Computational study of structural changes in neuronal networks during growth: a model of dissociated neocortical cultures

Jugoslava Acimovic, Tuomo Mäki-Marttunen, Marja-Leena Linne

    Research output: Chapter in Book/Report/Conference proceedingConference contributionScientificpeer-review

    Abstract

    Networks of neurons possess distinct structural organization that constraints generated activity patterns, and consequently, the functions of the system. The emergence of the network structure can be understood by studying the rules that govern growth of neurons and their self-organization into neuronal circuits. We analyze these rules using a computational model of growth developed for dissociated neocortical cultures. Compared to the growth in vivo, the cultures represent simplified two dimensional systems that still possess the intrinsic properties of single neurons although they lack the natural extracellular environment present in vivo. This setup provides a possibility to address in depth the selected mechanisms that affect neuronal growth. The collected structural data (through staining and microscopy) and electrophysiological data (using microelectrode arrays) facilitate validation of computational models. Neuronal growth in dissociated cultures has been examined in several studies in order to access the role of activity in network development [6],[7] or to extract the structural changes during growth from the recorded activity and identify the significant time points in network development [4]. In addition, two simulators of neuronal growth were recently published to aid the development of computational models [3],[9]. Their performance, in context of modeling neocortical cultures, is compared in [1].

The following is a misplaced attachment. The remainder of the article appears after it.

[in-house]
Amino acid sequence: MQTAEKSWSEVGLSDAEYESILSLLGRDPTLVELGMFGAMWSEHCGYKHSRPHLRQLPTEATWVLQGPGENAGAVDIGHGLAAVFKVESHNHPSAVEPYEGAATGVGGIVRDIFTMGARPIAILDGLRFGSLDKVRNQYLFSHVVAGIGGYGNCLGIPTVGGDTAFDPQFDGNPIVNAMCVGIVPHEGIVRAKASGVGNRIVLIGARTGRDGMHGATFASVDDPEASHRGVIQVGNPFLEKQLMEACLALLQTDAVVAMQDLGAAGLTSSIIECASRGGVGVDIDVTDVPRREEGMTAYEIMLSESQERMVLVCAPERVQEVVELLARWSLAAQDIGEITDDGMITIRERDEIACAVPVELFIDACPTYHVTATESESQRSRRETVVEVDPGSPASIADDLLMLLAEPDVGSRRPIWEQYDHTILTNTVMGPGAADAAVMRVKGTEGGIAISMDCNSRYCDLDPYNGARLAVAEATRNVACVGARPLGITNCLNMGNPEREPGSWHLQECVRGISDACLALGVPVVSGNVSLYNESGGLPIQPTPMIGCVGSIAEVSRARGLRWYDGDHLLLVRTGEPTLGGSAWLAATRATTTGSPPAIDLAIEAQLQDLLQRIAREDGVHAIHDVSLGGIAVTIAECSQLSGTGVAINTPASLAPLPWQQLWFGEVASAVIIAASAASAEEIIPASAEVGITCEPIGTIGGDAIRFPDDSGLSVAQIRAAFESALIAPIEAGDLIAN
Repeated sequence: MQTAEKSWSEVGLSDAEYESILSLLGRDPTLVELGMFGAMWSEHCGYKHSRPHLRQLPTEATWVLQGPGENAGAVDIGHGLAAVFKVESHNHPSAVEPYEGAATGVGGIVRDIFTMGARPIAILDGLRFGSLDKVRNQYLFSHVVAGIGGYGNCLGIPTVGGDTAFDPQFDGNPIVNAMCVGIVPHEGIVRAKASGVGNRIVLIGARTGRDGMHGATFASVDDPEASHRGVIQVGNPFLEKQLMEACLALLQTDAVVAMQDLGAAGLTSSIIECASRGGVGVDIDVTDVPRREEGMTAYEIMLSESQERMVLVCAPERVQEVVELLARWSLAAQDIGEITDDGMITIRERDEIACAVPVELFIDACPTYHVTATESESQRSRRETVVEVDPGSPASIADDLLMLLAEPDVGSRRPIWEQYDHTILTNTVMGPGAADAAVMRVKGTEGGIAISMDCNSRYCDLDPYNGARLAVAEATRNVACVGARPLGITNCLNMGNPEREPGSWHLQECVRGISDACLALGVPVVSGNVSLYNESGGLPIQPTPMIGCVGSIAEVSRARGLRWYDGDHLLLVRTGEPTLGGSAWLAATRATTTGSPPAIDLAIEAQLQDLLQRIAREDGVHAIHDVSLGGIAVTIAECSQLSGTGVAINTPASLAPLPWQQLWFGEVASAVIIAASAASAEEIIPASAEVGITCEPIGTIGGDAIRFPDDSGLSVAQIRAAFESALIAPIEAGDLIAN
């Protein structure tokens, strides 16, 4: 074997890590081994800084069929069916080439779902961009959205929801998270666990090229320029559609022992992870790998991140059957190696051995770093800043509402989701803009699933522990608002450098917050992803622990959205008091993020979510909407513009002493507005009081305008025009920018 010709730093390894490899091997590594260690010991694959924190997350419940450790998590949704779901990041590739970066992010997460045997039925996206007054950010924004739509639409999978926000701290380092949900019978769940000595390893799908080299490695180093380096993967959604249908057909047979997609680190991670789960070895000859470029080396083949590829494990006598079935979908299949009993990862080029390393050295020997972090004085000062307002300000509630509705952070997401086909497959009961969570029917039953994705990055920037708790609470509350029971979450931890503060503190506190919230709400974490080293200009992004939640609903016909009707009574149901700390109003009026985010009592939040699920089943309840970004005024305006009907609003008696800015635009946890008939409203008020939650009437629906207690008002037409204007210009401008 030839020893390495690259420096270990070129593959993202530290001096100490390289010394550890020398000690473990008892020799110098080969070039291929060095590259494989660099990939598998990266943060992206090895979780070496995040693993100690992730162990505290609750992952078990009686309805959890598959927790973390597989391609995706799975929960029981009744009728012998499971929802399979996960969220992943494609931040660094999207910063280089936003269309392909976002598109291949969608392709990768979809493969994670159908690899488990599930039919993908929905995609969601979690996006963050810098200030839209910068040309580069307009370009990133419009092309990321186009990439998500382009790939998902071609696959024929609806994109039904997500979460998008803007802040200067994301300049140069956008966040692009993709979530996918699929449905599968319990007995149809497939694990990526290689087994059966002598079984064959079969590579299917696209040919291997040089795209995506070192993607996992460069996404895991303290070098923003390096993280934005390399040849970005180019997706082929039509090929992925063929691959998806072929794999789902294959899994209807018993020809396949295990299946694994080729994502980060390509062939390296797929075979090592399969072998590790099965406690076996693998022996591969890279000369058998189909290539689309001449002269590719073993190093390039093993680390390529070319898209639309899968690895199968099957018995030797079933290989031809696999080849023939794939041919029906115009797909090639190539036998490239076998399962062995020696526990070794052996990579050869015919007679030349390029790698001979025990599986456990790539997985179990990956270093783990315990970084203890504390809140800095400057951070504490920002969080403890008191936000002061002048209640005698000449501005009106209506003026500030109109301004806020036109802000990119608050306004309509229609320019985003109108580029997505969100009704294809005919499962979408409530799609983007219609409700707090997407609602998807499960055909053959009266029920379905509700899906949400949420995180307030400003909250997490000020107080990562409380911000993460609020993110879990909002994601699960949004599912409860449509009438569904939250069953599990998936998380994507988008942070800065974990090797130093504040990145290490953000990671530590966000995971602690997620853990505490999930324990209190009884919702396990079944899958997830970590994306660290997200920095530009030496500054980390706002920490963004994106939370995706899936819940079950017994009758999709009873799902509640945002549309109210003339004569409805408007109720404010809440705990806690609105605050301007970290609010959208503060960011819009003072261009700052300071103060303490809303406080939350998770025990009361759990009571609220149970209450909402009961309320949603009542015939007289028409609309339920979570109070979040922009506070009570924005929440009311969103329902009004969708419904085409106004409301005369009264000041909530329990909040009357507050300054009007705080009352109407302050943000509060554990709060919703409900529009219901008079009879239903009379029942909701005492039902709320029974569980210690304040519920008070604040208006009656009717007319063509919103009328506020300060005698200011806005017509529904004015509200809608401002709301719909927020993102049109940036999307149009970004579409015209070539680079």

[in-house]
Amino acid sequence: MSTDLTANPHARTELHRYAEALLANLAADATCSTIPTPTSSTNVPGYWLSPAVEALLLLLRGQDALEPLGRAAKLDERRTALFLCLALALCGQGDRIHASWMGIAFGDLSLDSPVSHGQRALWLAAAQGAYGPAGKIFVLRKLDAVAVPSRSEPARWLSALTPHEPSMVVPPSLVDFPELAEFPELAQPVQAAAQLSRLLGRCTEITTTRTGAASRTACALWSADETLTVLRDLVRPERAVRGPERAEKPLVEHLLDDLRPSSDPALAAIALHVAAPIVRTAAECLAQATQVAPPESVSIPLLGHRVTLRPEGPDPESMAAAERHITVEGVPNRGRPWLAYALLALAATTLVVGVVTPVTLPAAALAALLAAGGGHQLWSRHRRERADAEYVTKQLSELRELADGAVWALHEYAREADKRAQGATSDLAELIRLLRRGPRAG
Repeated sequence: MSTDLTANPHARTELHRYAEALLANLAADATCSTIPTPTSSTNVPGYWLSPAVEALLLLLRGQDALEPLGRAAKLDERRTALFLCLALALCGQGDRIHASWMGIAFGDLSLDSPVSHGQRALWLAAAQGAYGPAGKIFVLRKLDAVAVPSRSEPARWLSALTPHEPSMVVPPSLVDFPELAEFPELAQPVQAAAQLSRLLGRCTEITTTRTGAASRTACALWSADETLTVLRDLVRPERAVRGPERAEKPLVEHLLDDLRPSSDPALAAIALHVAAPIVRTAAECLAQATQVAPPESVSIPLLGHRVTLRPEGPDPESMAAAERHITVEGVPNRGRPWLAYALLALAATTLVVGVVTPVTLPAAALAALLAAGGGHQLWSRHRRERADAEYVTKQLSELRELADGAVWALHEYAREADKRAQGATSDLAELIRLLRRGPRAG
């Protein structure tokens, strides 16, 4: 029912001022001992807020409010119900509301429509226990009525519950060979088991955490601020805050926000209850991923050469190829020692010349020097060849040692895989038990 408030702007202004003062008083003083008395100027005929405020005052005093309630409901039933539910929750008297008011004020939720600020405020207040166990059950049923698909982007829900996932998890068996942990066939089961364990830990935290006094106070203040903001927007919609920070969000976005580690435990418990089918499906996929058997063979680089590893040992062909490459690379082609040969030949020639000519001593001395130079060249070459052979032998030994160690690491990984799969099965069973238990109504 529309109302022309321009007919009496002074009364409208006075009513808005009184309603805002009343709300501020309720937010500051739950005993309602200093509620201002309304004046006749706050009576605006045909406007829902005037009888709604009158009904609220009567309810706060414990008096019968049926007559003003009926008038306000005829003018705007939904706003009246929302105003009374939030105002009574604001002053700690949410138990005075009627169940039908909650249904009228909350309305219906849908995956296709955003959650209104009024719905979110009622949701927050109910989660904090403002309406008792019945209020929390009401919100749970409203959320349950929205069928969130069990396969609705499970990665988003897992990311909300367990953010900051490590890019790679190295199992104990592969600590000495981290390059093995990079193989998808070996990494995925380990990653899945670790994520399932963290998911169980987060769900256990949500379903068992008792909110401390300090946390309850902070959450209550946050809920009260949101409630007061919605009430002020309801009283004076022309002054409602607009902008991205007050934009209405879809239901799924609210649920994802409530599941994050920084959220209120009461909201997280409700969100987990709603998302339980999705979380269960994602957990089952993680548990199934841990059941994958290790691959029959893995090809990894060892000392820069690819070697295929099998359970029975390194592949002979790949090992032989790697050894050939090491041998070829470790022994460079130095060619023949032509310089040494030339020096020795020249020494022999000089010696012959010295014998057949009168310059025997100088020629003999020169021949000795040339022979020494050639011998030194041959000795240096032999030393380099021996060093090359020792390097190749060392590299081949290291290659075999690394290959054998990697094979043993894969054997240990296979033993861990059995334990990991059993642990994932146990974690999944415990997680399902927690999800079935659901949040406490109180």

The analyzed model consists of two types on neurons, most commonly observed in the neocortical cultures, the pyramidal cells and the nonpyramidal GABAergic cells, placed in a dish-like space with the density of cells corresponding to the experimental values. The phenomenological model that takes into account growth of every neurite is constructed using the description from the literature [3],[8]. It is compared to the model that defines only the overall shape of each neuritic field. We examine the critical time point in network development, i.e. the emergence of fully connected networks [2],[4], which is dependent on the overall growth speed of neurites. The local structural features are accessed using the frequency of motifs in networks [2],[5]. Local connectivity patterns, captured by the motif counts, depend on the shape of neurites and distribution of synaptic contacts along neurites. The goal of this study is to analyze model dynamics through evaluation of the proposed measures. The dependence on model parameters is examined in details, particularly, whether small variations in parameter values significantly affect both measures of network structure. The obtained conclusions are compared to the experimental findings from the literature [4, 5].
    Translated title of the contributionComputational study of structural changes in neuronal networks during growth: a model of dissociated neocortical cultures
    Original languageEnglish
    Title of host publicationTwentieth Annual Computational Neuroscience Meeting: CNS*2011
    EditorsJean-Marc Fellous, Astrid Prinz
    Place of PublicationStockholm
    PublisherBioMed Central
    Chaptervolume 12 (Suppl 1)
    PagesP203
    Number of pages1
    Volume12 (Suppl 1)
    DOIs
    Publication statusPublished - 2011
    Publication typeA4 Article in a conference publication
    EventTwentieth Annual Computational Neuroscience Meeting: CNS*2011 - Stockholm, Sweden
    Duration: 23 Jul 201128 Jul 2011

    Publication series

    NameAnnual Computational Neuroscience Meeting CNS
    PublisherBioMed Central
    Volume12
    ISSN (Print)1471-2202

    Conference

    ConferenceTwentieth Annual Computational Neuroscience Meeting: CNS*2011
    CountrySweden
    CityStockholm
    Period23/07/1128/07/11

    Keywords

    • computational model
    • pyramidal cell
    • synaptic contact
    • network development
    • neuronal circuit

    Publication forum classification

    • Publication forum level 1

    ASJC Scopus subject areas

    • Neuroscience (miscellaneous)

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